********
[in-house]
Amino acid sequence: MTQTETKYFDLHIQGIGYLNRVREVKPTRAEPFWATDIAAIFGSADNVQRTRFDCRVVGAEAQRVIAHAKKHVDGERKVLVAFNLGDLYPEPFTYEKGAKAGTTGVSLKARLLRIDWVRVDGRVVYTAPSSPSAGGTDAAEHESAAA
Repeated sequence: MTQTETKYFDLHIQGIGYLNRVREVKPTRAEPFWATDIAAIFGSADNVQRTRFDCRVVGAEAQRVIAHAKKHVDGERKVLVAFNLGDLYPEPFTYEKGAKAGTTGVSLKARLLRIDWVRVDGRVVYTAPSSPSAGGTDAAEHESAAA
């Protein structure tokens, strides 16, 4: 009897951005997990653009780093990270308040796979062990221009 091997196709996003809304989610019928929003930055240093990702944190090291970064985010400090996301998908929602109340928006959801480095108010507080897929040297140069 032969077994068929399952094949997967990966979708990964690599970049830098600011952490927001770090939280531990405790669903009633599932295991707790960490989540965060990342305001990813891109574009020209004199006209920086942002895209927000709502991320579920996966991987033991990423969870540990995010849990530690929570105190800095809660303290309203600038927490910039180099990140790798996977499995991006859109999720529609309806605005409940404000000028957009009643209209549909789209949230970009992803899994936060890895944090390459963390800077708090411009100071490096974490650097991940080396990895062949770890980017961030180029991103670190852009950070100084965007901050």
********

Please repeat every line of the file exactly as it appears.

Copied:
[in-house]
Amino acid sequence: MTQTETKYFDLHIQGIGYLNRVREVKPTRAEPFWATDIAAIFGSADNVQRTRFDCRVVGAEAQRVIAHAKKHVDGERKVLVAFNLGDLYPEPFTYEKGAKAGTTGVSLKARLLRIDWVRVDGRVVYTAPSSPSAGGTDAAEHESAAA
Repeated sequence: MTQTETKYFDLHIQGIGYLNRVREVKPTRAEPFWATDIAAIFGSADNVQRTRFDCRVVGAEAQRVIAHAKKHVDGERKVLVAFNLGDLYPEPFTYEKGAKAGTTGVSLKARLLRIDWVRVDGRVVYTAPSSPSAGGTDAAEHESAAA
């Protein structure tokens, strides 16, 4: 009897951005997990653009780093990270308040796979062990221009 091997196709996003809304989610019928929003930055240093990702944190090291970064985010400090996301998908929602109340928006959801480095108010507080897929040297140069 032969077994068929399952094949997967990966979708990964690599970049830098600011952490927001770090939280531990405790669903009633599932295991707790960490989540965060990342305001990813891109574009020209004199006209920086942002895209927000709502991320579920996966991987033991990423969870540990995010849990530690929570105190800095809660303290309203600038927490910039180099990140790798996977499995991006859109999720529609309806605005409940404000000028957009009643209209549909789209949230970009992803899994936060890895944090390459963390800077708090411009100071490096974490650097991940080396990895062949770890980017961030180029991103670190852009950070100084965007901050």